The nongovernmental status of the Headquarters and the "martyrdom-seekers" was reinforced in comments of an anonymous Revolutionary Guards commander to Shargh. He explained, "Since the Headquarters … is a nongovernmental organization, the organization does not look for orders from the military in case they should take action. Their operations are to be compared with the martyrdom-operations of the Palestinians which are not related to the government of Iran." The foreign ministry, which under Khatami was more reformist than the hard-line Revolutionary Guards, referred to the Headquarters members as "irresponsible elements" who did "not reflect the line of government," and, on August 3, 2006, Iranian parliamentarian Mehdi Kuchekzadeh called the Headquarters an NGO during a rally at Behesht-e Zahra.
Baztab reacted angrily to the publication of advertisements for "martyrdom operations" in Partov, the hard-line monthly of the Imam Khomeini Research Institute in Qom, accusing the publication, the Headquarters, and the director of the institute, Ayatollah Mohammad Taghi Mesbah Yazdi—perhaps the most radical of the Islamic Republic's religious theoreticians—of enabling outsiders more easily to label Iran as a terror sponsor. Vice President Mohammad Ali Abtahi expressed similar sentiments. "Martyrdom-operations against the interests of other states must remain secret … The public exposure of such gatherings is the very proof that they are not going to do anything," he wrote. Abtahi accuses Yazdi of harming the national interests of Iran, and more seriously, of attempting to create parallel institutions in the Islamic Republic in order to eliminate internal opposition to his political interests. Such attacks called member of the parliament Shokrollah Attarzadeh to the defense of Mesbah Yazdi. Attarzadeh said that volunteers without connection to the ayatollah organized the "martyrdom operations," which he claimed, at any rate, to be purely defensive.
An Instrument for Power Struggles
Baztab's hostility toward Mesbah Yazdi is significant. The Islamic Republic of Iran has long sanctioned widespread use of terror and vigilante justice to keep its citizens in line. Perhaps the most prominent example was the 1997-99 serial killings in which the Iranian secret services systematically liquidated Iranian intellectuals with the aim of intimidating dissidents. This case has been subject to extensive debate, causing a considerable uproar among the Iranian public. The Iranian Ministry of Intelligence and National Security claims that the murders were committed by rogue cells in the ministry. However, Iran's most famous journalist and political dissident, Akbar Ganji, accuses the former minister of intelligence, Ali Fallahian, and Khamene'i of responsibility for the killings.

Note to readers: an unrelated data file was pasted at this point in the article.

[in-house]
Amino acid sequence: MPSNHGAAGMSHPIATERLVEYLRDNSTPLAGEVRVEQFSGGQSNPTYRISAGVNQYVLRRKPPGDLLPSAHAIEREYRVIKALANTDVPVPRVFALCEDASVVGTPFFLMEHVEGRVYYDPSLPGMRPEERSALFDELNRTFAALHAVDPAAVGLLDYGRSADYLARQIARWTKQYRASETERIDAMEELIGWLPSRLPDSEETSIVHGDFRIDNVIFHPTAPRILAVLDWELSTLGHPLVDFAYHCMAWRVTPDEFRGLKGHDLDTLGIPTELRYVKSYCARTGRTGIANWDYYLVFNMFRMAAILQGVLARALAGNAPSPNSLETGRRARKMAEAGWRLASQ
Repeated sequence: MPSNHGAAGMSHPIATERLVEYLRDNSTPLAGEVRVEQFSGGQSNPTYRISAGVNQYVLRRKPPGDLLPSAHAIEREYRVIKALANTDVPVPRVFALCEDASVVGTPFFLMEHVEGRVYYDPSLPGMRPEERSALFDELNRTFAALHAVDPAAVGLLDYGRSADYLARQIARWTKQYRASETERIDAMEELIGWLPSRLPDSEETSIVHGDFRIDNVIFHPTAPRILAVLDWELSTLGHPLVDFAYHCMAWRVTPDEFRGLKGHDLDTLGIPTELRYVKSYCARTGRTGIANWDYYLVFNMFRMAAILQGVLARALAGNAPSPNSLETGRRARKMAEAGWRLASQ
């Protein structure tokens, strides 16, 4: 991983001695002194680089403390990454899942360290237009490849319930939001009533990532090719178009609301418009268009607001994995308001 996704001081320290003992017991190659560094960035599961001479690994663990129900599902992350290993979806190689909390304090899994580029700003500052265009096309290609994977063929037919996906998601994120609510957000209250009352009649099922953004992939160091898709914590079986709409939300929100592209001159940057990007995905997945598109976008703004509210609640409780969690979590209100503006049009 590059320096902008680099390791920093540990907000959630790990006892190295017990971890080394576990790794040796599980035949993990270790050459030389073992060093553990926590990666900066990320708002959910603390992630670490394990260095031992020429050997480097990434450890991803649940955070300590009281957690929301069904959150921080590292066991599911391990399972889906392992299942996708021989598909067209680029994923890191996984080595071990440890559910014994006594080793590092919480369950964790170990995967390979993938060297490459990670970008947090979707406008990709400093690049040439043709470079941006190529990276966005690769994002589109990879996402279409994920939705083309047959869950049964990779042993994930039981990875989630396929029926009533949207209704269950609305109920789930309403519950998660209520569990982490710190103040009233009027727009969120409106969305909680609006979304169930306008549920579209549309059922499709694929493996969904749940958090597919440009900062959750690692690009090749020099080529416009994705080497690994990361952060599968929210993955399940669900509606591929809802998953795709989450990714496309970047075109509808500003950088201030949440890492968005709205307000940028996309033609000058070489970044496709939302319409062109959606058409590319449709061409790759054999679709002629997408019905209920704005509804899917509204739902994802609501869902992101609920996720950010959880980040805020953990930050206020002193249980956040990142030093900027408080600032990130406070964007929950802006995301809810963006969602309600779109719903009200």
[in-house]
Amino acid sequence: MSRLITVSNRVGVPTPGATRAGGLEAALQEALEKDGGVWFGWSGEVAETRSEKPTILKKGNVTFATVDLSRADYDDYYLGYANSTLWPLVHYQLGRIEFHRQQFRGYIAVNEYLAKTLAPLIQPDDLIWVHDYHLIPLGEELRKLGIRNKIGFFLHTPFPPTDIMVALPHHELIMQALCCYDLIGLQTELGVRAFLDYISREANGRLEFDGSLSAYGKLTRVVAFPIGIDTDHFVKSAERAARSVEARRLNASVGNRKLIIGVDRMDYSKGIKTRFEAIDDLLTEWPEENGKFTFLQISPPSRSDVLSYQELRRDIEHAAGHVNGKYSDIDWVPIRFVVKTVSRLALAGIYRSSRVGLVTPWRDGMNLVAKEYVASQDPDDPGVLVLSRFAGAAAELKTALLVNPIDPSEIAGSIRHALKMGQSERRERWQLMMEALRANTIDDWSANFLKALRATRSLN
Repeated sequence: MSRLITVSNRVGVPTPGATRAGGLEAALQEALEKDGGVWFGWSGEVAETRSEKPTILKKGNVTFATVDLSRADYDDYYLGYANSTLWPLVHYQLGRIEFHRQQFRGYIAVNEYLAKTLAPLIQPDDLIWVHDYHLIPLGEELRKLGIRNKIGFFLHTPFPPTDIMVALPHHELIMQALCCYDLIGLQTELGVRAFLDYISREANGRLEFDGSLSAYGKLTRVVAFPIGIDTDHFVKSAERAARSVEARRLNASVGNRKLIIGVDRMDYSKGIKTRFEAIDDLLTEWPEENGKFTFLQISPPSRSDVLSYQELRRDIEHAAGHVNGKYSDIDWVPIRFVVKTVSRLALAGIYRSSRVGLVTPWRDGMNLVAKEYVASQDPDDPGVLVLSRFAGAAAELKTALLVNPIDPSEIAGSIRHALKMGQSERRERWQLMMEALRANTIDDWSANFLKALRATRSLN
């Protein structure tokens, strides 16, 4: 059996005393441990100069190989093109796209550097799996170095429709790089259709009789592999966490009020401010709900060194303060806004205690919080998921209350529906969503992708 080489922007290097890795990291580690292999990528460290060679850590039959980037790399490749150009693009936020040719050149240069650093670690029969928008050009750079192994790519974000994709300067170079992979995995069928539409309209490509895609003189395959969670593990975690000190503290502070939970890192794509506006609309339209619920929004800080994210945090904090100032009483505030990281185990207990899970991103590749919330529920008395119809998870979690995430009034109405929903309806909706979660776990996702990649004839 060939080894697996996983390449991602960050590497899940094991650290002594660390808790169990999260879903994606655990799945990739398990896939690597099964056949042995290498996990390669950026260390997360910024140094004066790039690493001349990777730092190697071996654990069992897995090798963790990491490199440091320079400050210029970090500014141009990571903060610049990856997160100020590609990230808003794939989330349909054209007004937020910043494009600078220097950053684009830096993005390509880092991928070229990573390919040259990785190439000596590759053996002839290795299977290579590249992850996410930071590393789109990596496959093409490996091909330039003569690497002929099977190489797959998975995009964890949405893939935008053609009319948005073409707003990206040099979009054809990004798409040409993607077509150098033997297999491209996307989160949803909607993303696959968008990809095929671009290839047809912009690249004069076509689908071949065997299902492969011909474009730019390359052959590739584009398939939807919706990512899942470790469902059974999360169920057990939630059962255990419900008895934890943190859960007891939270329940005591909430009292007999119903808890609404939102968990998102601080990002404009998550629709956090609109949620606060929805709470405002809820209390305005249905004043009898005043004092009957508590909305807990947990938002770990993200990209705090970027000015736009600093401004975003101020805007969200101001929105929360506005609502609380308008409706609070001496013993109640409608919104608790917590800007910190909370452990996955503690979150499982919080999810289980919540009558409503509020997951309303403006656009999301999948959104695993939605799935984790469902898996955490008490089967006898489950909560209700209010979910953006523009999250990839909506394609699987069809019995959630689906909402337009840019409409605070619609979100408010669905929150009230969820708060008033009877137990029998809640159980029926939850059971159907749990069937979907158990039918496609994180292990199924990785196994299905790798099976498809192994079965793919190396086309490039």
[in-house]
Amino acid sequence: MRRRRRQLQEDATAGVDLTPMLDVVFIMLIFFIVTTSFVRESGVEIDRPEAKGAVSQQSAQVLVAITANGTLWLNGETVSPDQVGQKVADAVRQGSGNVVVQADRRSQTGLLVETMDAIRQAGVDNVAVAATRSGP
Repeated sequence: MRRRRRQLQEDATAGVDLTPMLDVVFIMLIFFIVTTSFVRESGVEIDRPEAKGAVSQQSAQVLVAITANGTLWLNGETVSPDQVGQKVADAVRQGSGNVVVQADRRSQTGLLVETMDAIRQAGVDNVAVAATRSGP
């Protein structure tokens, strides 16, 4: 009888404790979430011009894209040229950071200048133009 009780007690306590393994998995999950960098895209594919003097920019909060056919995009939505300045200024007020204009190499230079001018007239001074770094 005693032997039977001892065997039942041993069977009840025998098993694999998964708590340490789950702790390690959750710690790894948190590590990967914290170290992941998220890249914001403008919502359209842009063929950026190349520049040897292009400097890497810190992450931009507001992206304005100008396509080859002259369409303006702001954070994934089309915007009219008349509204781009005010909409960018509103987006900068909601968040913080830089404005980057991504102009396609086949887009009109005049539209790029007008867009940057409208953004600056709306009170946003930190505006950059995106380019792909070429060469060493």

During the 2005 presidential campaign, the reformist daily Rooz warned of the formation of a new Forghan, a radical Islamist group from the early days of the Islamic Revolution. Ali Yunesi, minister of intelligence, and Abtahi both seconded such concerns. Baqir Nobakht, spokesman for ‘Ali Akbar Hashemi Rafsanjani's election campaign, criticized Yazdi by suggesting that he sought to use the "army of martyrdom-seekers" for operations against his political enemies inside Iran.
For more than a century, hard-line officials have turned to vigilante groups during periods of political upheaval. Their political influence is noticeable. The 1979 Islamic revolution only strengthened such tendencies, and there is no doubt that the patrons of the "martyrdom-seekers" have used the Headquarters as a tool to maintain revolutionary values against those that might ameliorate them.
Here, the crisis regarding the change in Iran's policy towards Egypt is instructive. From almost the start of the Islamic Republic, there has been considerable tension between Tehran and Cairo. Ayatollah Khomeini objected to Egyptian president Anwar Sadat's recognition of and peace treaty with Israel. After Sadat's assassination, Iranian authorities named a street after his assassin, Khaled Islambouli. For years after, this action has been an irritant in Egyptian-Iranian relations. But in January 2004, toward the end of Muhammad Khatami's presidency, the Mehr News Agency reported that the Iranian government had asked Tehran's city council to change the street name. The city council acquiesced, renaming it "Intifada Street." Foreign Ministry spokesman Hamid-Reza Asefi attributed the decision to improving Egyptian-Iranian relations.
The Headquarters protested, sending a letter to then-mayor Mahmoud Ahmadinejad. Ahmadinejad defended the decision in the name of promoting unity among Muslim countries "in order to face the global Zionist front." The Headquarters responded with a press release, and a demonstration against the decision. Mehdi Chamran, the Tehran city council chairman and brother of the late commander of the Revolutionary Guard, Mostafa Chamran, said that the foreign ministry had imposed the decision but that he preferred to honor Islambouli. In an Iranian-style compromise, the street was finally called Mohammad al-Durrah Street after a 12-year old boy who was caught in crossfire and killed in the opening days of the second intifada. But the Headquarters was successful in scuttling rapprochement with the largest Arab state to make peace with Israel. On January 28, 2004, the London-based Arabic daily Asharq al-Awsat announced that Egyptian president Hosni Mubarak would not visit Iran due to the presence of a picture of Khaled Islambouli on public display in Tehran.